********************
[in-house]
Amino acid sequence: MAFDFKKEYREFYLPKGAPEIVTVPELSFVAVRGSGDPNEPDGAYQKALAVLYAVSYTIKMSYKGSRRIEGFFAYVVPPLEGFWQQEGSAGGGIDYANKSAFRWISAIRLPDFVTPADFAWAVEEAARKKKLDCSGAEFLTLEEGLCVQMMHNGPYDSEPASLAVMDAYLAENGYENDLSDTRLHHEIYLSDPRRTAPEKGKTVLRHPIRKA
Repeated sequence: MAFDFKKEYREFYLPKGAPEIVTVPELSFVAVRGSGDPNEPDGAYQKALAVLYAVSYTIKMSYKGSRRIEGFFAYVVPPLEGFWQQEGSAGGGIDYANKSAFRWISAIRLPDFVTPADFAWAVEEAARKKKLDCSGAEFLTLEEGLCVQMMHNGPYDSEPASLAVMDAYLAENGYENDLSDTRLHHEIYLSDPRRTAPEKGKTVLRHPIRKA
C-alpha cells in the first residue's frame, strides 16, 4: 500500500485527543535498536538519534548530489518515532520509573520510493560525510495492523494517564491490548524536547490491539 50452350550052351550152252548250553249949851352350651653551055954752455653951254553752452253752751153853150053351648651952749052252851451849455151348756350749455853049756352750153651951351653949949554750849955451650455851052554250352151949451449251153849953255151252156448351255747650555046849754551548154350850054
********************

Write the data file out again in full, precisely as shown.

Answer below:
[in-house]
Amino acid sequence: MAFDFKKEYREFYLPKGAPEIVTVPELSFVAVRGSGDPNEPDGAYQKALAVLYAVSYTIKMSYKGSRRIEGFFAYVVPPLEGFWQQEGSAGGGIDYANKSAFRWISAIRLPDFVTPADFAWAVEEAARKKKLDCSGAEFLTLEEGLCVQMMHNGPYDSEPASLAVMDAYLAENGYENDLSDTRLHHEIYLSDPRRTAPEKGKTVLRHPIRKA
Repeated sequence: MAFDFKKEYREFYLPKGAPEIVTVPELSFVAVRGSGDPNEPDGAYQKALAVLYAVSYTIKMSYKGSRRIEGFFAYVVPPLEGFWQQEGSAGGGIDYANKSAFRWISAIRLPDFVTPADFAWAVEEAARKKKLDCSGAEFLTLEEGLCVQMMHNGPYDSEPASLAVMDAYLAENGYENDLSDTRLHHEIYLSDPRRTAPEKGKTVLRHPIRKA
C-alpha cells in the first residue's frame, strides 16, 4: 500500500485527543535498536538519534548530489518515532520509573520510493560525510495492523494517564491490548524536547490491539 50452350550052351550152252548250553249949851352350651653551055954752455653951254553752452253752751153853150053351648651952749052252851451849455151348756350749455853049756352750153651951351653949949554750849955451650455851052554250352151949451449251153849953255151252156448351255747650555046849754551548154350850054